The place of Massorah (‘Tradition’) in Talmidaism

There were certain things which were so well known in Israelite culture, that it wasn’t recorded – knowledge was assumed. In modern times, some commandments in Torah are unclear. There are gaps which assume knowledge of a particular culture and way of life. We agree that Talmud is a good reference for how things used to be done in ancient times, and when it doesn’t contradict the written Torah, we will take information contained in the Talmud into account.

Talmidaism bases its culture on 1st century CE Judaism in Galilee and Judea. We have built up a body of information on that culture to which we can refer when necessary, called Massorah (which is Aramaic for ‘Tradition’). It is not intended to add to the written Torah; it only acts to fill in the gaps when something is unclear, and unlike the Talmud, is not seen as the word of God, only describing the culture in which Torah operates. It is hoped that, over time, the Talmidi community will build up its own body of Customary Law (see above), to be used to fill in gaps in the Torah, while remaining forever subservient to it.

The prison fence around Torah

How can even God persuade the rabbis to walk according to God’s glorious will, when the rabbis have decreed that they should not listen to it or obey it? While the majority of religious Jews are under the dictat of the Oral Law, how can God fulfil God’s promises in the future, when God’s future prophets will be ignored at best, or at worst, executed?

God intended us to be a light to the nations, and Torah was God’s way of showing us how to become that light. God promised that Torah would cause the nations to hold us in respect and high honour, as it is written:

“And YHVH has declared this day that you are His people, His treasured possession as He promised, and that you are to keep all His commands. He has declared that He will set you in praise, fame and honour high above all the nations He has made, and that you will be a people holy to YHVH your God, as He promised.”

(Deut 26:18-19)

“YHVH will establish you as His holy people, as He promised you on oath, if you keep the commands of YHVH your God and walk in His ways. Then all the peoples of the earth will see that you are called by YHVH’s name, and they will have an awesome respect for you.” (Deut 28:9-10)

God gave Torah to us, a numerically insignificant people, to enable us to be free of persecution and hatred – God promised it on oath. But what did the Pharisees and then the Rabbanites do? They built a prison fence – the Oral Law – around Torah. They built an impenetrable fence, so that the nations could not see God’s light. The nations were not able to see the light that was to bring us ‘respect, praise, fame and honour high above all the nations’.

The Prophet Yeshua` and the Oral Law

Yeshua` prophesied against the Oral Law, because he knew how dangerous it would be. He knew it would hide Israel’s light; he knew that it would deny us the respect that God promised His people. Yeshua` told us that a light is not hidden under a bushel or a basket, but put on a stand, so that everyone could see that light. What the Pharisees and the Rabbanites did, was to put the light – which is God’s shining Torah – underneath a basket – which is the Oral Law – and as a result, the nations were not able to see the light that was to bring us respect and peace, and freedom from persecution and fear.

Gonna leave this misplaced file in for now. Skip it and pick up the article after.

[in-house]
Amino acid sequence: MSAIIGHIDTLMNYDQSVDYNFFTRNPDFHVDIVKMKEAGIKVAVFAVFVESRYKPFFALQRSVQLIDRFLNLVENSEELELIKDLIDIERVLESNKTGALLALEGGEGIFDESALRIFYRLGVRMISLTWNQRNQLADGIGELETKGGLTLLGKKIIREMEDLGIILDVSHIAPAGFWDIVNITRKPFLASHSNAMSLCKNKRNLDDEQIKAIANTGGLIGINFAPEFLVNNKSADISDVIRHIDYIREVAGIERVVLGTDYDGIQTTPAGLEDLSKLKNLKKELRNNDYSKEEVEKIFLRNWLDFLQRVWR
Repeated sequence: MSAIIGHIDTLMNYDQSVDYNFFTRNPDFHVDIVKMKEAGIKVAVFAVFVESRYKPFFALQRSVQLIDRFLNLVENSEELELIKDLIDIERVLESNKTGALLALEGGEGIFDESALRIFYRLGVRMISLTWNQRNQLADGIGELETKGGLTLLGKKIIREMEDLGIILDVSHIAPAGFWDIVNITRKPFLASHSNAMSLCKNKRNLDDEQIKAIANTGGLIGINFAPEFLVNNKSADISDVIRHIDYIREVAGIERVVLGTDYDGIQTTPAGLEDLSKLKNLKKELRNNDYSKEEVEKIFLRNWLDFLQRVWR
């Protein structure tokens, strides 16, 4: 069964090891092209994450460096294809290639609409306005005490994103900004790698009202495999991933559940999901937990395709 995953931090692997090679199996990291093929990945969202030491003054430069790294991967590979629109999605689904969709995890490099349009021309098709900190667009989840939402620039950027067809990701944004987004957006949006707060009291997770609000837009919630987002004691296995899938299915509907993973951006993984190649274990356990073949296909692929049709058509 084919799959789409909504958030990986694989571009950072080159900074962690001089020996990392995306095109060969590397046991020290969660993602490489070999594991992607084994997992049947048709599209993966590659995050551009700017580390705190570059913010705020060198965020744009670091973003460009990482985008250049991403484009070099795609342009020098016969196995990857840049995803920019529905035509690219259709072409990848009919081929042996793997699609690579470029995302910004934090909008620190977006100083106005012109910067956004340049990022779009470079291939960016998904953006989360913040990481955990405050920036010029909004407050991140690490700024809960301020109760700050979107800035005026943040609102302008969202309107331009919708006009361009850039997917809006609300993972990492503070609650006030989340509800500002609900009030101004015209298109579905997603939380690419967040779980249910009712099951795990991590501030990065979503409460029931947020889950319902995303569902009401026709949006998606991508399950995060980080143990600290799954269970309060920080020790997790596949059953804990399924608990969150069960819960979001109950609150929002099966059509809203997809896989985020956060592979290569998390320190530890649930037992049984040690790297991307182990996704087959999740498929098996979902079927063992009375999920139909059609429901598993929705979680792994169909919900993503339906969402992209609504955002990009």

In ancient times, Gentiles were able to see how our ancestors took delight in God’s appointed customs. The Gentiles who were able to see our ways, and were awed by the God of Israel – so much so that a steady stream of foreigners converted and became one with the House of Israel. Those who chose not to convert still held us in high esteem.

But the Pharisees, then the Rabbanites made it a virtue to hide Torah with the Oral Law. Yeshua` constantly criticised the Oral Law. Yeshua` saw the Oral Law as a burden, and an obstacle. The day that the fence of the Oral Law is breached, the light of Torah will begin to shine through once more. The nations will once more be able to see the awesome God that we follow, and they will finally realise what we are doing, why we do it, and will be ashamed of what they have done to us throughout the centuries. I believe that the nations will increasingly respect us, and the unjustified hatred they have towards us will decrease.


One more thing I think I should say here. Our criticism of the Oral Law should never lead to hatred of our fellow Jews. Criticism should be in the spirit of concern for the missteps of siblings, not akin to confrontation with enemies. We are not to hate our brother and sister Israelites in our hearts (Lev 19:17). In presenting our concerns to our fellow Jews, our concerns should be presented with reason and rationality, not anger or hatred.

Oral Law and Tradition have their proper place. It is not their place to replace God’s Torah, or have greater authority than God’s Word.

Without the burden of the Oral Law, the Torah and the Prophets comes alive. Living God’s ways is like swimming in a sea of clear, warm water – it is a pleasure to do, and revitalises the body and soul.